Shomporko Desk:-As the COVID-19 pandemic makes it harder for couples looking for a divorce to show up under the steady gaze of a court, some family lawyers in Ontario state there might be an increasing motivator for people to turn to alternative methods such as mediation.
Court activities, including divorce and other family matters, were to a great extent put on pause in mid-March, with just crisis cases being heard.
In-person court appearances started to step by step continue prior this month, and more issues are likewise being heard distantly, yet specialists state accumulation of cases will bring about additional deferrals for ongoing and new divorce procedures.
Simultaneously, some family lawyers in the province state the interest for such administrations has not reduced during the pandemic — and some reports it seems to have expanded.
In Ottawa, a group of family lawyers launched the Virtual Family Law Project to help provide remote alternatives to the court system, such as mediation or arbitration by videoconference, during the health crisis.
Gerald Yemensky, one of the lawyers behind the project, says he hopes more people will consider these avenues even after the courts return to full operations.
“The court process is fundamentally necessary, particularly for the higher conflict situations,” such as those involving domestic violence, Yemensky said.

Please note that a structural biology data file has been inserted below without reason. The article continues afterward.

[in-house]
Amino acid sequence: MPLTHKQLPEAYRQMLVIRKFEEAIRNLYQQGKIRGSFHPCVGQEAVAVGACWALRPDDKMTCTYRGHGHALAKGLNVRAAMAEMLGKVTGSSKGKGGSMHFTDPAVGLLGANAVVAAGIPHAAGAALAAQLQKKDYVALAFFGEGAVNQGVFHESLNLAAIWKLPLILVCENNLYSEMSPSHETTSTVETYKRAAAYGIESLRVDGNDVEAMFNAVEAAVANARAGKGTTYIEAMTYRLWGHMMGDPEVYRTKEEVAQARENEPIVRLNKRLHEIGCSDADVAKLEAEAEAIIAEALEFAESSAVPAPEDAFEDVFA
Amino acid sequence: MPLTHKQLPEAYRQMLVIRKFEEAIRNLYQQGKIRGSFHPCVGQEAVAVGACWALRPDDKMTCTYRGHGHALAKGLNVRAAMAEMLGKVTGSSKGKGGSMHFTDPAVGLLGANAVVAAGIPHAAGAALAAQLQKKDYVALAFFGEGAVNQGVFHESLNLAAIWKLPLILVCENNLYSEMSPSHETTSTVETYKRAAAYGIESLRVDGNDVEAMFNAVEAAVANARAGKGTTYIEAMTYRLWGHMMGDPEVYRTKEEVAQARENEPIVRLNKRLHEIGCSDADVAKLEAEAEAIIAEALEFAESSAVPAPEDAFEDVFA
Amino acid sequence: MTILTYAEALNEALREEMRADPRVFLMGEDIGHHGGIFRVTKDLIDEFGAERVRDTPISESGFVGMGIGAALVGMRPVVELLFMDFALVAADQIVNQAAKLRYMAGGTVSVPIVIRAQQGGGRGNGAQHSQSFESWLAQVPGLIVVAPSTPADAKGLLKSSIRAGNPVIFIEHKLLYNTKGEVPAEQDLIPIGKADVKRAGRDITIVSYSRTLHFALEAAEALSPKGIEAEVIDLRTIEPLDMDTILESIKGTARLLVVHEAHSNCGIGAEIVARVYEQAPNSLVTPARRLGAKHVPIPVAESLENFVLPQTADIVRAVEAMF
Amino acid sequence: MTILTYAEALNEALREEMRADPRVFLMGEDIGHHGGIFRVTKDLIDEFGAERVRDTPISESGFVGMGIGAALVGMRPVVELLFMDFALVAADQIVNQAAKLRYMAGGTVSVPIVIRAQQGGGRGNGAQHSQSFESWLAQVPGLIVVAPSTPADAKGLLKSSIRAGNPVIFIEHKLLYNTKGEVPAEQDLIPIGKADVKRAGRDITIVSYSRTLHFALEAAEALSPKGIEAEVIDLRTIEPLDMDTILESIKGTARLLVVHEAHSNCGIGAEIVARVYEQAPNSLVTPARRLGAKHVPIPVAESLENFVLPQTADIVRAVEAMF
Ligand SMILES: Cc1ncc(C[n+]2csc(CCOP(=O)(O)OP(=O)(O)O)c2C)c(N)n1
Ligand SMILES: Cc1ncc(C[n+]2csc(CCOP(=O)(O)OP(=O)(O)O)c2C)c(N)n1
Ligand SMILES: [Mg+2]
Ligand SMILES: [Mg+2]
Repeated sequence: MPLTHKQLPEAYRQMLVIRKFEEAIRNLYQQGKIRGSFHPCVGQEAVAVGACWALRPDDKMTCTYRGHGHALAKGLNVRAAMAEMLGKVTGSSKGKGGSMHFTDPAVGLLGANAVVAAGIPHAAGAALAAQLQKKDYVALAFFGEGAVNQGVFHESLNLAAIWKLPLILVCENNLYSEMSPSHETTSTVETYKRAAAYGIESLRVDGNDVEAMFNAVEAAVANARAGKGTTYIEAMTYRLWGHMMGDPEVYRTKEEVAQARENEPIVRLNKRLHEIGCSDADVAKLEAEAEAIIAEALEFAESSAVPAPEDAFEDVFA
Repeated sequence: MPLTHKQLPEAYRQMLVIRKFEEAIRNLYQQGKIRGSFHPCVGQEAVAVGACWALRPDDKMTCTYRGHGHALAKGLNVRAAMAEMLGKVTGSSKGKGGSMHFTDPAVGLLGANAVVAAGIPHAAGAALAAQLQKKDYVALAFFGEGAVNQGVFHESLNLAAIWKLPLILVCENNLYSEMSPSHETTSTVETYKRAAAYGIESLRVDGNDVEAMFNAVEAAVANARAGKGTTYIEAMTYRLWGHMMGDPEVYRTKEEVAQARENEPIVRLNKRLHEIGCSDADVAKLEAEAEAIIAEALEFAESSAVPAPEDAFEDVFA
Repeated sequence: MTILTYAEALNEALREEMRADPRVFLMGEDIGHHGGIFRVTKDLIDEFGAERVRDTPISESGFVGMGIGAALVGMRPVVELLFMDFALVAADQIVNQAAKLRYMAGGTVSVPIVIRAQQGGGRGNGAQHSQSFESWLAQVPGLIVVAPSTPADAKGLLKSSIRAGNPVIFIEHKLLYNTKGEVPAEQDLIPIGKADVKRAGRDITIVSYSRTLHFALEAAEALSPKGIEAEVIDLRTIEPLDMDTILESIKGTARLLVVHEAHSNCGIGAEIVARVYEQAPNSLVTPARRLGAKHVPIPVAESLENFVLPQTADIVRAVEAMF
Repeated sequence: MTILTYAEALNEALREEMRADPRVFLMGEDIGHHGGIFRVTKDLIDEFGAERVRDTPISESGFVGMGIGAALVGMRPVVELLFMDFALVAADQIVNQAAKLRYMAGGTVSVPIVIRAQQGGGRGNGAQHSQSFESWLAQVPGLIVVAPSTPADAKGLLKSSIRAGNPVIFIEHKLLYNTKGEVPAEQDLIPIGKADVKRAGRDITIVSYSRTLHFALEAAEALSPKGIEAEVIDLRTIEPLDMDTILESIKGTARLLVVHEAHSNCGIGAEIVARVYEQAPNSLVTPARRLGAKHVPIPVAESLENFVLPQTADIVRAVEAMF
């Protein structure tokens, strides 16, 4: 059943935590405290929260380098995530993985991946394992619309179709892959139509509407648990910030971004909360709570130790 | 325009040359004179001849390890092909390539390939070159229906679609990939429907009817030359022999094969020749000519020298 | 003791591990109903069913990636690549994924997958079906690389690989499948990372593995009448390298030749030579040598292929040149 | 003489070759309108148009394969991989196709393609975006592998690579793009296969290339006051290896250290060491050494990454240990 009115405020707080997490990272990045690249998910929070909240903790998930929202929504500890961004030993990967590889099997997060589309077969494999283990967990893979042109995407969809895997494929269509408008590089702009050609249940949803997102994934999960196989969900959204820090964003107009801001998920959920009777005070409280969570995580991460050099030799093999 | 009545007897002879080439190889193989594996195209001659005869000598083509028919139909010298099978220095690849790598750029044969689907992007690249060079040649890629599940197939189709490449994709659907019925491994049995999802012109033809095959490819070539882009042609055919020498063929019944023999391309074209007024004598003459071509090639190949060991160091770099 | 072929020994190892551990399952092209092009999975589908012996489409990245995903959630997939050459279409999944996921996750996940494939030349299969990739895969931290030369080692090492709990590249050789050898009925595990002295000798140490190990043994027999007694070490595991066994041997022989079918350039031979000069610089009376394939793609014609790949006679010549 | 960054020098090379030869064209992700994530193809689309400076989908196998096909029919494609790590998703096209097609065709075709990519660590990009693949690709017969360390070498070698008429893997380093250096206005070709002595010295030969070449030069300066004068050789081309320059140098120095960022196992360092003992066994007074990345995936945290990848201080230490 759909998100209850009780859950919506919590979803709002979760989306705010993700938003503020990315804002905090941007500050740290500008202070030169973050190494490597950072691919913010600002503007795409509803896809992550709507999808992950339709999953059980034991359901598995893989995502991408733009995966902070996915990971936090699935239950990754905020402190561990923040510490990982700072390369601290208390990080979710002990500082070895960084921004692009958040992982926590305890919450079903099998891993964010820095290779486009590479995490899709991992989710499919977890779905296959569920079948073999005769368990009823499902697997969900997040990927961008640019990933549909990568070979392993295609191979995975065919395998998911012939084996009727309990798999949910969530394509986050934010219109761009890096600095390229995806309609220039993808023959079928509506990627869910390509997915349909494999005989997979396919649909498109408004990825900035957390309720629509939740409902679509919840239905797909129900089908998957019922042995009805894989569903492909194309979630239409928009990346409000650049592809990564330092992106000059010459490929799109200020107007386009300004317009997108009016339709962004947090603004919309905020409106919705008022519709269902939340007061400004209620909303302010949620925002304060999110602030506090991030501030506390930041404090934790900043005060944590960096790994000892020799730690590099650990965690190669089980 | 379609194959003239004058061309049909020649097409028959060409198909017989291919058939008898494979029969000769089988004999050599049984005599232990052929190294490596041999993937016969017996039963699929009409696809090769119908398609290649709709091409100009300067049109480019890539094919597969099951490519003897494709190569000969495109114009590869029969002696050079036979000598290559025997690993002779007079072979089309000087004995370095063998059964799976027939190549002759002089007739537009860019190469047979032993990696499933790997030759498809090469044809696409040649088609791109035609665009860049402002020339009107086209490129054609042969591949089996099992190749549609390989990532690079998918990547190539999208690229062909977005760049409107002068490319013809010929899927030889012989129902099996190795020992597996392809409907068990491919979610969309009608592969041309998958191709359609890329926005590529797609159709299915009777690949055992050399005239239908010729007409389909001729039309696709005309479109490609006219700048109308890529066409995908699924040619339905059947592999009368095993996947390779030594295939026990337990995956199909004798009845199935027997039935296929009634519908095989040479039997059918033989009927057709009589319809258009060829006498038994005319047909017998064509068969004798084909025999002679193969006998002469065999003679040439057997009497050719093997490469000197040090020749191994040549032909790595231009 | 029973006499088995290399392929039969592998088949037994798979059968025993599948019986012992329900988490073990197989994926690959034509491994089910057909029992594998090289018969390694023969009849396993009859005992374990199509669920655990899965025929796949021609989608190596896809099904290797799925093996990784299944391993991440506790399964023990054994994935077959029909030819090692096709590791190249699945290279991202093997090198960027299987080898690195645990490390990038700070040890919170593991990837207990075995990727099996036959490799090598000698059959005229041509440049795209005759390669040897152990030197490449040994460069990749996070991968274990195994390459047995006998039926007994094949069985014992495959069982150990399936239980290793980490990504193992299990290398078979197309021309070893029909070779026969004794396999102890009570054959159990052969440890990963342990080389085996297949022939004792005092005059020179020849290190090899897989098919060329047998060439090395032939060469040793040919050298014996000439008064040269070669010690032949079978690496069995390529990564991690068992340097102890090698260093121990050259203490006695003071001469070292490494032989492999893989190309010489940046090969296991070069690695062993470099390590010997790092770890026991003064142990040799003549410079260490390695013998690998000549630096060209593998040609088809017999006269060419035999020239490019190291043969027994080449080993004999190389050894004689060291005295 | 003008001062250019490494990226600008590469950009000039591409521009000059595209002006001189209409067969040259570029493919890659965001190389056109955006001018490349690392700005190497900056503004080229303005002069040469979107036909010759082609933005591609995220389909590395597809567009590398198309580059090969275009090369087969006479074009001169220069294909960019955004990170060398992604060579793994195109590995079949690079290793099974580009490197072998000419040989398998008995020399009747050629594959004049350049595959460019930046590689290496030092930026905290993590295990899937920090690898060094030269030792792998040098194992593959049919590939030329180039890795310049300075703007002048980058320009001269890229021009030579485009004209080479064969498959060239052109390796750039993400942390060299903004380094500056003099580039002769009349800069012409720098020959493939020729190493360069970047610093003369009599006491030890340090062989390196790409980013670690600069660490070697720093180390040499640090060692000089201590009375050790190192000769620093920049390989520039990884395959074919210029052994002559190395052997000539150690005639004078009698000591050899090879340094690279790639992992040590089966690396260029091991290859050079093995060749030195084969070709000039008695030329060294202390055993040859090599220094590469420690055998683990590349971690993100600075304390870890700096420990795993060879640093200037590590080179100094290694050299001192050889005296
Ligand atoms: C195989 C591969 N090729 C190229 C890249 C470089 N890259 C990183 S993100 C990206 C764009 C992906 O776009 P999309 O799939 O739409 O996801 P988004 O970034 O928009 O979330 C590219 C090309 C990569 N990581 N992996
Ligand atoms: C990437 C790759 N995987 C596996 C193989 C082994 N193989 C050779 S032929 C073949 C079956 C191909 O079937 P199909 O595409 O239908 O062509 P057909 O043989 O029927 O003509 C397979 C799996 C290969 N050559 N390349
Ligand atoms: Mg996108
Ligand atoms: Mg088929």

“But for very many people, the court system is overkill. And mediation, collaborative family law, arbitration on specific issues can be far more effective. But it takes one element, and that element is that the parties want to resolve these issues.”
Separation agreements reached through mediation or a combination of mediation and arbitration are enforceable by the courts, and decisions made by an arbitrator are binding, Yemensky said.
“All of these things can be done … in a virtual process where it’s appropriate,” he said.
In cases where it’s a good fit, the private resolution is likely to become more appealing in light of the court backlog, said Diana Isaac, a family lawyer and partner with the Toronto firm Shulman & Partners.
“There’s every incentive for someone to say, ‘Can we get this done quicker, can we get this done more cost-effectively, with less of an emotional toll,'” she said. “It is something that’s very attractive to clients.”
Going to court can be more expensive than mediation, and more stressful, given that a decision is imposed rather than reaching a mutually acceptable agreement, she said.
The pandemic has already created difficult conditions that contribute to stress and test many relationships, said Isaac, whose firm has seen a 40 per cent surge in inquiries related to separation during the crisis. Most of those people have then moved ahead with the process, she said.
Russell Alexander, whose family law firm has offices in several cities including Toronto and Oshawa, said the province’s efforts to modernize the justice system during the pandemic will help when it comes to tackling the backlog of cases, but “it’s probably going to be 18 months to two years before it returns to anything close to normal.”
Still, people will continue to be able to get divorces, said Alexander, whose upcoming book on divorce includes a chapter on the impact of COVID-19 on the process.
“We’re still processing divorces and we’re still going through the process, we’re just doing it in a different way,” he said.
Photo credit: The Canadian Press
News source: The Canadian Press